Past & Future: The Others Way Music Festival, Auckland NZ
The Others Way is a music showcase or festival that started four years ago, in Auckland, New Zealand. This is a personal account of the story so far.
In 2015 I had just moved on from St Jerome’s Laneway Festival Auckland. I loved that event and was proud of it, so was sad to leave. But, Laneway had grown into a year-round behemoth of a project. It was a lot of work, and I was committed to too many different things. I realised what I enjoyed most was releasing albums and working with local New Zealand artists, ones I knew personally. With touring international acts, you don’t really get to know them. They’re there for a day or two, then they’re gone.
Other projects I was involved with seemed to be going well. Flying Nun Records was expanding into the US and Europe. We were releasing good albums by new artists, and reissuing some essential albums. The recently launched online store Matthew Davis and I had established, called Flying Out Music, was successful. So I decided to focus my energies into these areas.
In April 2015 Flying Out had opened our physical record store on Pitt Street, just off Karangahape Rd, in Auckland (New Zealand). We sold vinyl produced by Flying Nun, Arch Hill and other titles we liked. Also T-shirts, merchandise and similar items. Flying Out inhabited a three-story building, previously a shaver shop since the early 1980s. There was a basement we could use for events and a warehouse for distribution, a shop on the middle floor and offices upstairs.
Although people were talking about a vinyl comeback, opening a store was a risky venture. It was against the grain of gloom that pervaded the music industry. So we realised we needed to be a bit different. From what I could see internationally, the music stores that did well were based around a sense of community. People were looking for a place to talk about and experience music, preferably with other people. If we wanted Flying Out to be successful, this seemed like a reasonable course of action.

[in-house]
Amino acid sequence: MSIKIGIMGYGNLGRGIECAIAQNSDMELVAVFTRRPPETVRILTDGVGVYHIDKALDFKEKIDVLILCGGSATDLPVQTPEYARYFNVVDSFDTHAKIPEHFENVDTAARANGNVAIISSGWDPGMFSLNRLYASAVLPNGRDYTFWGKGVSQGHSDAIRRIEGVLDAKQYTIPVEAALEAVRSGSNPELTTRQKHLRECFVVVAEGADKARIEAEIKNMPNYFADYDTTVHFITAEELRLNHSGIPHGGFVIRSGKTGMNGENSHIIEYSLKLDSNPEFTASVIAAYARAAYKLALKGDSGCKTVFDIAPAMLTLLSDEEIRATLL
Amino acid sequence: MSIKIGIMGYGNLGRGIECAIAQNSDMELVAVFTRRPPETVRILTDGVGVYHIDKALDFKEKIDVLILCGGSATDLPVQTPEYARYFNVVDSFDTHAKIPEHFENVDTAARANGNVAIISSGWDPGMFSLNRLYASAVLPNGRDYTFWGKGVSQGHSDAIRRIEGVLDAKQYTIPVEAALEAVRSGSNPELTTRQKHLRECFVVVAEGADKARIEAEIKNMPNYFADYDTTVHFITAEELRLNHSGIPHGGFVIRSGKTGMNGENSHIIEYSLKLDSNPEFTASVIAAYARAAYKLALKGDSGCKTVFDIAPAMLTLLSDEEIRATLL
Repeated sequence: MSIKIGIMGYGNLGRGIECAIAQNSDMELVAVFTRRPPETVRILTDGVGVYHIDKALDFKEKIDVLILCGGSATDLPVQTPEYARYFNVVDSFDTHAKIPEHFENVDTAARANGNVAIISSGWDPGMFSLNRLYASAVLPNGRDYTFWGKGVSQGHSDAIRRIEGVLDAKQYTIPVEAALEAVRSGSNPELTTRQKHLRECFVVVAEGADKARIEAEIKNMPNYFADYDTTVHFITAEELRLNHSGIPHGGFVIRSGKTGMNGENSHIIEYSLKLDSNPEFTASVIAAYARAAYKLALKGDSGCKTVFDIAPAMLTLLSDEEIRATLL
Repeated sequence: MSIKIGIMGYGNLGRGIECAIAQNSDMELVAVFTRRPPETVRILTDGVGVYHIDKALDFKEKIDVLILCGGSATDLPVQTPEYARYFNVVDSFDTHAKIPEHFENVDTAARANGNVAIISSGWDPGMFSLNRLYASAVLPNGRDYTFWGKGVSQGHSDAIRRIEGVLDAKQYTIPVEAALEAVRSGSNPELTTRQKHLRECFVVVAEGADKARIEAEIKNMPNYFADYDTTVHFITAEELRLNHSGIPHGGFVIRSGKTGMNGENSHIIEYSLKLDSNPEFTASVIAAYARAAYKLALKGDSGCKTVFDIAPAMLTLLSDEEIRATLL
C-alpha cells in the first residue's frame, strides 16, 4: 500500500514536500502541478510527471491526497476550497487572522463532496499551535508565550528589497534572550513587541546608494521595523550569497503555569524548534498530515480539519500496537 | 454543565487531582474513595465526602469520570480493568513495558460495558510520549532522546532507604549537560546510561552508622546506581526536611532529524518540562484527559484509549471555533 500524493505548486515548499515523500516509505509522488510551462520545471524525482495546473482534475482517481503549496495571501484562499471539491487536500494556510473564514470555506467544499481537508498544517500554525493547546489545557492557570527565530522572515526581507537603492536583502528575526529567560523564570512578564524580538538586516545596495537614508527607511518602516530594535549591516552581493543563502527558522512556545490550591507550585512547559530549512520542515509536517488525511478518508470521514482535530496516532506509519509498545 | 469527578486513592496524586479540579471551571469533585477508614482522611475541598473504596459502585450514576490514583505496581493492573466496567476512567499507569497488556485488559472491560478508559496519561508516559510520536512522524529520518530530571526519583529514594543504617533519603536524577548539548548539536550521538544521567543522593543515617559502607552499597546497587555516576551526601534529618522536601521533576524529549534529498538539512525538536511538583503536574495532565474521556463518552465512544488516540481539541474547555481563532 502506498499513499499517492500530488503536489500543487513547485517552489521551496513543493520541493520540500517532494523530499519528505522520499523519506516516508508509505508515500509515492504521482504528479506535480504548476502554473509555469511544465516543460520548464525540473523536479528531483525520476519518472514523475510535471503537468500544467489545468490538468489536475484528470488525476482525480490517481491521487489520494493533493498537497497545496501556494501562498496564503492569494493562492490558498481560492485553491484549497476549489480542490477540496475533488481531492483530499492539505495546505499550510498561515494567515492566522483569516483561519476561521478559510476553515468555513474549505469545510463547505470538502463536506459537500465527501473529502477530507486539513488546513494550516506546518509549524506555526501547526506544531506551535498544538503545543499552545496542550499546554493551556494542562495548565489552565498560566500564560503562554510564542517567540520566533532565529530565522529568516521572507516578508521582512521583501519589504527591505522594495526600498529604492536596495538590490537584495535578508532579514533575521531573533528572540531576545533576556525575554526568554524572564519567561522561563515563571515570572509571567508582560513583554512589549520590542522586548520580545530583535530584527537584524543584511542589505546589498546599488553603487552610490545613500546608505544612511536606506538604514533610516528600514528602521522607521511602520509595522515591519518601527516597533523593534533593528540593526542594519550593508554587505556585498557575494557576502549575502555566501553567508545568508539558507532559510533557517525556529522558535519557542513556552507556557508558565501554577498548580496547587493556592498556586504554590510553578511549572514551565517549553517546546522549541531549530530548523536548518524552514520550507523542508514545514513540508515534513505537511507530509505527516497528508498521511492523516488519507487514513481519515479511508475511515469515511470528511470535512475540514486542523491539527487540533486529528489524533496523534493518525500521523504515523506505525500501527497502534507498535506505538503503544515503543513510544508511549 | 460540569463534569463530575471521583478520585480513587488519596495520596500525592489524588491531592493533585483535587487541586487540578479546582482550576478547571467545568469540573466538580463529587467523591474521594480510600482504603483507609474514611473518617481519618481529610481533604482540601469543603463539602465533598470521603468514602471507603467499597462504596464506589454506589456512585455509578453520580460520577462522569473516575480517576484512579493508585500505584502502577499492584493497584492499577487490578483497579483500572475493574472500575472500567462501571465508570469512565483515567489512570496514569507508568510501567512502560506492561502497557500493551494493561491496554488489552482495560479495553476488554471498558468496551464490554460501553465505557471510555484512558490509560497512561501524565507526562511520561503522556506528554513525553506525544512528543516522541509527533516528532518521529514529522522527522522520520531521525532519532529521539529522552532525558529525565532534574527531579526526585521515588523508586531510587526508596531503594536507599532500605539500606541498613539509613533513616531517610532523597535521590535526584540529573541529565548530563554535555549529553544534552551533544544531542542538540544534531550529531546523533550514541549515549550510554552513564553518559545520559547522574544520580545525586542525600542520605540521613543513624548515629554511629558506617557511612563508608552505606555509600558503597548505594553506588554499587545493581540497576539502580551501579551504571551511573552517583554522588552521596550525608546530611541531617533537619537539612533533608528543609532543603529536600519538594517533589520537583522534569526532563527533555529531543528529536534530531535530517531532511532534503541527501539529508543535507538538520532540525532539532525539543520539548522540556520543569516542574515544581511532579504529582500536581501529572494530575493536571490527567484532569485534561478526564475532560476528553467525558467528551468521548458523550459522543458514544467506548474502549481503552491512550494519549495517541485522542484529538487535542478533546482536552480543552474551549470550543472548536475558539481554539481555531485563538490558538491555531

We started putting on some minimal events in our basement. Hamish Kilgour, Tiny Ruins, Peter Jefferies and many others. Zac Arnold curated a series of club nights at The Wine Cellar - called The Others Way (named after a DoubleHappys song). We encouraged people out on a Thursday night with free Pizza. Zac organised a series of excellent shows with artists ranging from Nadia Reid to She’s So Rad.
However, because we had a new record shop, Matthew and myself felt we needed to make a bit more of a splash. To do something bigger. To get something exciting happening in the neighbourhood.
The last thing I thought I’d become involved with was another music festival.
But we had heard the US band Beach Fossils were looking for an NZ tour in early September. They were on the label Captured Tracks - who we work within the US. We had done a tour with the Canadian band The Courtneys the year before which had gone well, so why not do another tour and expand it into a small event with several venues? We wondered if it should be a Flying Nun event, so we asked The Bats to play and Garageland to reform. Soon Fazerdaze, Tiny Ruins and Aldous Harding were on board. Next thing we had a whole lineup, not just of Flying Nun artists. In the meantime, Beach Fossils dropped out. But it didn’t matter. We were going to put on a one time only big night out. We would book all our favourite bands - Flying Nun or otherwise.
The Others Way also coincided with the Going Global Music Summit. This is an event that bought out international people from the music industry to New Zealand. It seemed like a good chance for these people to get exposed to some more great local music.
It was a hectic few months in the lead-up - logistics, working out the schedule, the lineup and all the complicated factors that go into a multi-venue event. Although I had put on plenty of live shows before, and been a partner at Laneway Festival NZ, a multi-venue event like The Others Way was a bit different. Capacities can be an issue - which venues will be too full? Which bands will people be annoyed at clashing? How do you avoid a scenario like SXSW where it is almost impossible to get into any venue? (even after paying $1000 for a VIP pass).
As it happened, the first Others Way sold out and went off without a hitch. One of the most rewarding things was that the audience was so up for discovering new music. Everyone had a different new or favourite act they were excited to see. Often it would be something entirely unexpected or niche. It wasn’t just the major acts. The Others Way was an event very much for music fans.
Although we never planned to start a music festival, we did it again. And twice more. Now we are in our fourth year. The Others Way is a kind of accidental music festival.
Here are some of my highlights and memories from the first three years.
2015 - The Others Way
The first Others Way: seven venues and thirty-one acts performing.
I recall the night kicking off in the Flying Out basement with October in what may have been her first Auckland show. It was good, but I didn’t stay long as I wanted to catch Kane Strang who was playing at Galatos. At that point, Flying Nun had released his debut album and some months before this show he had signed to US label Dead Oceans for the next album. Phil from the Secretly Group (of which Dead Oceans is a sub-label, and Flying Nun is distributed in the US by) was in town for Going Global and this was the first time he had seen Kane play.